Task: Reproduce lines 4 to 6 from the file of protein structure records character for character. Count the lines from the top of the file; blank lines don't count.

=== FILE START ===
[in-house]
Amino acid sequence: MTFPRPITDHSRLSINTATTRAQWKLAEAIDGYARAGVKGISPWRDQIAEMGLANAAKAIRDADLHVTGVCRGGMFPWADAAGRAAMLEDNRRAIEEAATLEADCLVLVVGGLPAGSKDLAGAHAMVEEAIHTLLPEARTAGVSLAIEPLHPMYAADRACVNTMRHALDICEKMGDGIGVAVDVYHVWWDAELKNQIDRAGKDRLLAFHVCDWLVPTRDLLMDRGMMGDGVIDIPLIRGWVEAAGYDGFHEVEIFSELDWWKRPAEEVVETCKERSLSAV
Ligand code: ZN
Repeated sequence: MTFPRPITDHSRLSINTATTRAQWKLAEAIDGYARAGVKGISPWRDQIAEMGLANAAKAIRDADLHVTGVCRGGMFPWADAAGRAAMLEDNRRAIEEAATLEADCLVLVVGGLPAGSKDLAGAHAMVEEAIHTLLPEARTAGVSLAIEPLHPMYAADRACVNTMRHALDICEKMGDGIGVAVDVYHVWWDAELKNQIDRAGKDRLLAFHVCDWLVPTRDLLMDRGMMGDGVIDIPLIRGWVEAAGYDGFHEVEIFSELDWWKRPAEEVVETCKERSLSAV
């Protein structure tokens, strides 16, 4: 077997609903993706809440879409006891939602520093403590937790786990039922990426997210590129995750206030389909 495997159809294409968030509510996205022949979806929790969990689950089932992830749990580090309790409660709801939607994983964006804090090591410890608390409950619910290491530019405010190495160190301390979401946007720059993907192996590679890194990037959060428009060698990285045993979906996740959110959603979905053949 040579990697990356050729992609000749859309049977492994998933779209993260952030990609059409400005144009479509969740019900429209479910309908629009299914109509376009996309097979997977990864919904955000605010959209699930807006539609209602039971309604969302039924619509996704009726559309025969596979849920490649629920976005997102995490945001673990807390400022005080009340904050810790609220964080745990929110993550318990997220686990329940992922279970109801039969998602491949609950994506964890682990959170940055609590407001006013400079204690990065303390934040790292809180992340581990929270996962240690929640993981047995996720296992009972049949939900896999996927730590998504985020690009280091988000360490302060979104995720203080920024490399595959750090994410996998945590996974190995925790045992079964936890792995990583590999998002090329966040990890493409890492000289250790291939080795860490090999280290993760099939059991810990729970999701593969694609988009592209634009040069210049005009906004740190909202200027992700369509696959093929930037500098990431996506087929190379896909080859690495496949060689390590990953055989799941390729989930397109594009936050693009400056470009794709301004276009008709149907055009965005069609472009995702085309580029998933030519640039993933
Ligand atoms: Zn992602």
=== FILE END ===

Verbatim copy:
Repeated sequence: MTFPRPITDHSRLSINTATTRAQWKLAEAIDGYARAGVKGISPWRDQIAEMGLANAAKAIRDADLHVTGVCRGGMFPWADAAGRAAMLEDNRRAIEEAATLEADCLVLVVGGLPAGSKDLAGAHAMVEEAIHTLLPEARTAGVSLAIEPLHPMYAADRACVNTMRHALDICEKMGDGIGVAVDVYHVWWDAELKNQIDRAGKDRLLAFHVCDWLVPTRDLLMDRGMMGDGVIDIPLIRGWVEAAGYDGFHEVEIFSELDWWKRPAEEVVETCKERSLSAV
């Protein structure tokens, strides 16, 4: 077997609903993706809440879409006891939602520093403590937790786990039922990426997210590129995750206030389909 495997159809294409968030509510996205022949979806929790969990689950089932992830749990580090309790409660709801939607994983964006804090090591410890608390409950619910290491530019405010190495160190301390979401946007720059993907192996590679890194990037959060428009060698990285045993979906996740959110959603979905053949 040579990697990356050729992609000749859309049977492994998933779209993260952030990609059409400005144009479509969740019900429209479910309908629009299914109509376009996309097979997977990864919904955000605010959209699930807006539609209602039971309604969302039924619509996704009726559309025969596979849920490649629920976005997102995490945001673990807390400022005080009340904050810790609220964080745990929110993550318990997220686990329940992922279970109801039969998602491949609950994506964890682990959170940055609590407001006013400079204690990065303390934040790292809180992340581990929270996962240690929640993981047995996720296992009972049949939900896999996927730590998504985020690009280091988000360490302060979104995720203080920024490399595959750090994410996998945590996974190995925790045992079964936890792995990583590999998002090329966040990890493409890492000289250790291939080795860490090999280290993760099939059991810990729970999701593969694609988009592209634009040069210049005009906004740190909202200027992700369509696959093929930037500098990431996506087929190379896909080859690495496949060689390590990953055989799941390729989930397109594009936050693009400056470009794709301004276009008709149907055009965005069609472009995702085309580029998933030519640039993933
Ligand atoms: Zn992602």